The university said the robot uses artificial intelligence to detect and repair potholes while moving itself along the country’s highways.
Engineers from the University of Liverpool have set up a company to develop a self-propelled robot to fight the potholes in Britain.
The autonomous robots are self-propelled and carry out repairs “on-the-fly”.
The University of Liverpool said there is currently no autonomous technology to tackle the pothole crisis that is plaguing many parts of the country and whose repair is estimated to have cost more than £1 billion over the last decade.
The company, called Robotiz3d, will use the research from the university’s robotics engineering laboratory to create a robot that will detect potholes and road cracks and carry out repairs “on-the-fly” – which could change road maintenance and save millions of people.
The company’s founders include Dr. Paolo Paoletti and Dr. Sebastiano Fichera from the University’s Faculty of Engineering, who have a strong track record in research, development and testing of the technology.
The company’s website warns that the pothole situation in the UK will continue to deteriorate due to aging roads, increasing numbers of road users and increased vulnerability to new extreme climate scenarios.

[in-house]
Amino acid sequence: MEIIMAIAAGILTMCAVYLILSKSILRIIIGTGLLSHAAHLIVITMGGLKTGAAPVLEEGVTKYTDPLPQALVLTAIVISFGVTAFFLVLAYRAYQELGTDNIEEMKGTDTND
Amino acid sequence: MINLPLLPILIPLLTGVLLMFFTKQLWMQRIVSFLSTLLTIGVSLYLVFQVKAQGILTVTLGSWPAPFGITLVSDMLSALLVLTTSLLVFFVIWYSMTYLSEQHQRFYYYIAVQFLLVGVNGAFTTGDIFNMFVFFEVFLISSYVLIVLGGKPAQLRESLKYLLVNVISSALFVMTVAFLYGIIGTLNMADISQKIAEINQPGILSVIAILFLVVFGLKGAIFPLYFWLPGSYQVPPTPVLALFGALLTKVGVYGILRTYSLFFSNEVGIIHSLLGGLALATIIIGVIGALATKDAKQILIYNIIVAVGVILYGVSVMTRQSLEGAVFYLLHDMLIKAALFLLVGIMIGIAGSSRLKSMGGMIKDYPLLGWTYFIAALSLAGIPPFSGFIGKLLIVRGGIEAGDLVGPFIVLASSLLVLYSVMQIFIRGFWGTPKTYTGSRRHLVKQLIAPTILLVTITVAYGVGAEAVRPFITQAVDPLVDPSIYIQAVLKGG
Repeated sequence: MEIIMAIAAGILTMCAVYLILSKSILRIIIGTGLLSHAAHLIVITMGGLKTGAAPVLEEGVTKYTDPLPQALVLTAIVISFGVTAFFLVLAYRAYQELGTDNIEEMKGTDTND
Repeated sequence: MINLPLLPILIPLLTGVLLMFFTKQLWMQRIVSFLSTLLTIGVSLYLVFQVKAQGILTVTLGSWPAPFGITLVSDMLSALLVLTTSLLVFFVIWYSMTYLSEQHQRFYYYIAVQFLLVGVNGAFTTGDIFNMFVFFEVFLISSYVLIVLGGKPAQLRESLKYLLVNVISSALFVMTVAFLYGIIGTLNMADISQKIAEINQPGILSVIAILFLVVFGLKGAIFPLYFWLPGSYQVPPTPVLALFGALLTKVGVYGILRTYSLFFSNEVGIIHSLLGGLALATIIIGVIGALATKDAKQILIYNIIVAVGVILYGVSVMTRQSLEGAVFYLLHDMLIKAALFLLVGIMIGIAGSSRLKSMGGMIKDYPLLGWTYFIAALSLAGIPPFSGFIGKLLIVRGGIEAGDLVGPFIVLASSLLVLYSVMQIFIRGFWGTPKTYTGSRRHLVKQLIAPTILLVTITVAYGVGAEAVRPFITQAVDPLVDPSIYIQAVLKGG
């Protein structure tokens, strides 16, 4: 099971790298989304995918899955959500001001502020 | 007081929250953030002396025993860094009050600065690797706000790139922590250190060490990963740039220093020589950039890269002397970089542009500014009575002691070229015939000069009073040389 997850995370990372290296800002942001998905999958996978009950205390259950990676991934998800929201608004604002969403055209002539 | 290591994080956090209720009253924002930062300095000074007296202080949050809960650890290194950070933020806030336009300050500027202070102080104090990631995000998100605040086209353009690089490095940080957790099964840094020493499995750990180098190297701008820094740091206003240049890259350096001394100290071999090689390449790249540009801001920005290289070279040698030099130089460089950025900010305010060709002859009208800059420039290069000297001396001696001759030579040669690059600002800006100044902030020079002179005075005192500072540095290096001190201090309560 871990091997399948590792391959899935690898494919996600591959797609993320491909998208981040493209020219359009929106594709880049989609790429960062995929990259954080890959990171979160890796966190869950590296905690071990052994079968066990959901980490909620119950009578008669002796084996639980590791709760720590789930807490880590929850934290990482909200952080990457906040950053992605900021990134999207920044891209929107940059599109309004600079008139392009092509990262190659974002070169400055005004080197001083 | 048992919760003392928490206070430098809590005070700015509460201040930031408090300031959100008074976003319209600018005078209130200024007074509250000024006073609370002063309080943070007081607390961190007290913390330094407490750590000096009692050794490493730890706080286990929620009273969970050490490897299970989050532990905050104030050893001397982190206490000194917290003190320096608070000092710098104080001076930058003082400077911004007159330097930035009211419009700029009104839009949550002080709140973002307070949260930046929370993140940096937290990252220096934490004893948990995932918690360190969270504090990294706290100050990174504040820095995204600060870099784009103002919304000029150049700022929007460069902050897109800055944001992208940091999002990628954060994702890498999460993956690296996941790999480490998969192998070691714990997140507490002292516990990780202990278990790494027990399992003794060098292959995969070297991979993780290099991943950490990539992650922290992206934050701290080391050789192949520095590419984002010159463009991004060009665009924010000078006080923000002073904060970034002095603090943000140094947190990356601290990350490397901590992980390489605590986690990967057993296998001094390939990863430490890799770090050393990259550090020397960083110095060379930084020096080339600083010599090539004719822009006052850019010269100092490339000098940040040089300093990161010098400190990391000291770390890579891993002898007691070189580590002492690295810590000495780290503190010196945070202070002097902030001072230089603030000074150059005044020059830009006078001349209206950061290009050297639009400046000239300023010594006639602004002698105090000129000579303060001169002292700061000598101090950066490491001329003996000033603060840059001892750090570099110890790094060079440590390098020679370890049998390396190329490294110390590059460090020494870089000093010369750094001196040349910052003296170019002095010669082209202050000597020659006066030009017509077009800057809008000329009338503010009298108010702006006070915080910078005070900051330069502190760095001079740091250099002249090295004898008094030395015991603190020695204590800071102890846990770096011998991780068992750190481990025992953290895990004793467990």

After four years of research and two patent-pending technologies, the joint university and the company, supported by A2E Industries, claim to be developing a “game-changing” technology whereby autonomous robots patrol British roads, detecting and repairing cracks by applying sealing material before they turn into potholes.
Dr Paolo Paoletti, Chief Technology Officer of the company, said: “Robotiz3d Ltd will develop an artificial intelligence (AI) controlled robotic system to solve the national and international potholes problem.
“The proposed system will be able to independently detect and characterize road defects such as cracks and potholes, assess and predict the severity of such defects and repair cracks so that they do not develop into potholes.
Dr. Sebastiano Fichera, the Company’s Technical Director, said: “Current methods for detecting and repairing potholes are labor-intensive and as such slow, uncertain and costly to the economy and the environment.
“The new technology we are developing will make road maintenance tasks faster, cheaper and cleaner and ultimately make roads safer and more accessible”.